Another common wrinkle is that even if you contribute to an after-tax 401(k) through your employer, the employer match of your funds must be placed in a non-Roth account. This means that if you try to convert your entire 401(k) account, you may owe taxes on the portion of the account from your employer’s matching contribution. The Secure Act 2.0 changed this limitation, but it is still yet to be seen in the majority of 401(k) plans.


How to Avoid the Pro-Rata Rule

In Billy’s example, he already has pre-tax dollars in his Traditional IRA account. To avoid the Pro-Rata Rule, he will first need to remove all the pre-tax money from the account. Typically, the best way to accomplish this is by rolling the pre-tax Traditional IRA balance into your current employer’s retirement plan.

When doing this, consult your current company’s employer plan to make sure they handle this transaction correctly. Once your Traditional IRA has been zeroed out, you are ready to make your backdoor Roth Conversions without having to pay taxes on the pre-tax dollars.

Mega Backdoor Roth conversions have many moving pieces and, if done incorrectly, can land you a massive tax bill. Please consult our article about Mega Backdoor Roth Strategies for more information on navigating them.



Below, we have outlined some frequently asked questions surrounding the Pro-Rata Rule.

How does the Pro-Rata Rule apply if you have multiple IRA accounts with different custodians, and how can you efficiently consolidate these to avoid the Pro-Rata implications?

When you have multiple IRA accounts across different custodians, the Pro-Rata Rule considers the aggregate balance of all your IRAs to determine the taxable portion of a conversion. Consolidation can simplify tracking and managing these accounts but requires a careful approach to avoid unintended tax consequences.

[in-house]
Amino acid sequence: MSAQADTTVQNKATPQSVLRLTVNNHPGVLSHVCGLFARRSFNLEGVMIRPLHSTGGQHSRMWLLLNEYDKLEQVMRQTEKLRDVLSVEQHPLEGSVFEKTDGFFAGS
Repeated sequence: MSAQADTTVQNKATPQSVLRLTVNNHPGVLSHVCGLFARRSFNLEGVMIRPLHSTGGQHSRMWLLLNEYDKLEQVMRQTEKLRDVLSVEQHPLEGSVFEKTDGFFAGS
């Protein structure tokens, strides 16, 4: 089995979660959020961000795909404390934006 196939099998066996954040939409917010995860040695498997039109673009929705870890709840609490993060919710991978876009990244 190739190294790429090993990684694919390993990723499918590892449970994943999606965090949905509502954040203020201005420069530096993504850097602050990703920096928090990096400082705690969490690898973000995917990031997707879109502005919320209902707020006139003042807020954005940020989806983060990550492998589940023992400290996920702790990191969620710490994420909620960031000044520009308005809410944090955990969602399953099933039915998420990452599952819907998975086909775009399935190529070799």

Are there any specific record-keeping strategies or documentation that should be maintained to substantiate the segregation of pre-tax and after-tax contributions, particularly when undergoing IRS scrutiny?

To effectively maintain records for a backdoor Roth IRA conversion, you should meticulously document every contribution and conversion, noting whether contributions are pre-tax or after-tax. Preserve all relevant IRS forms, such as 1099-R and 8606, and corresponding account statements that reflect these transactions. These documents should be kept systematically for at least three years to ensure they can be readily accessed if the IRS requires verification of your tax filings and the nature of your IRA contributions and conversions.

How do rollovers from other retirement accounts (e.g., 401(k)s from previous employers) into an IRA affect the Pro-Rata Rule calculations and the strategy for Backdoor or Mega Backdoor Roth conversions?

When you roll over assets from other retirement plans, such as 401(k)s, into an IRA, these rolled-over funds are considered in the Pro-Rata calculation if they are pre-tax dollars. This can affect the tax consequences of a Backdoor Roth IRA conversions and should be planned with care to ensure that the conversion strategy is optimized and unintended tax consequences are avoided. However, the Pro-Rata Rule for Mega Backdoor Roth conversions (within the 401(k)) is not affected by IRA balances.


Need Some Help?

If you’d like some help from one of our CPAs or CERTIFIED FINANCIAL PLANNER (CFP®) advisors regarding this strategy and how it applies to you, the Rhame & Gorrell Wealth Management team is here to help.

Our experienced Wealth Managers facilitate our entire suite of services including financial planning, investment management, tax optimization, estate planning, and more to our valued clients.

Feel free to contact us at (832) 789-1100, [email protected], or click the button below to schedule your complimentary consultation today.

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Tax Planning Manager
Clay grew up and went to high school in Roswell, Georgia. After High School, Clay attended Baylor University in Waco. While at Baylor, Clay was heavily involved with the local Waco youth through Young Life.